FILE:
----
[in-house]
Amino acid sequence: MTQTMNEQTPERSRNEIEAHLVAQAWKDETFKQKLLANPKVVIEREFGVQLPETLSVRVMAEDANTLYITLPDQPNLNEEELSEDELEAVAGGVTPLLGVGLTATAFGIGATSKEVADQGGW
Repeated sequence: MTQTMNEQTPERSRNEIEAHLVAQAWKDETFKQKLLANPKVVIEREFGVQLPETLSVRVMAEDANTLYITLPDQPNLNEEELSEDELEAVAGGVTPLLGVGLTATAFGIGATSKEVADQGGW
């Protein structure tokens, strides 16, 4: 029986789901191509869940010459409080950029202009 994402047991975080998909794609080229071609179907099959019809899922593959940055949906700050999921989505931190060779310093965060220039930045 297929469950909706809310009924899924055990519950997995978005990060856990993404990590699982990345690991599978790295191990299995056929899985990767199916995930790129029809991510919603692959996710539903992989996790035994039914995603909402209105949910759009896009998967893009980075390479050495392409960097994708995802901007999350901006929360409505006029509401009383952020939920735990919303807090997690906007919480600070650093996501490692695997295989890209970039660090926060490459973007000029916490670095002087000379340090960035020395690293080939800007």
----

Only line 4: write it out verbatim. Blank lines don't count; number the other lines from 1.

């Protein structure tokens, strides 16, 4: 029986789901191509869940010459409080950029202009 994402047991975080998909794609080229071609179907099959019809899922593959940055949906700050999921989505931190060779310093965060220039930045 297929469950909706809310009924899924055990519950997995978005990060856990993404990590699982990345690991599978790295191990299995056929899985990767199916995930790129029809991510919603692959996710539903992989996790035994039914995603909402209105949910759009896009998967893009980075390479050495392409960097994708995802901007999350901006929360409505006029509401009383952020939920735990919303807090997690906007919480600070650093996501490692695997295989890209970039660090926060490459973007000029916490670095002087000379340090960035020395690293080939800007």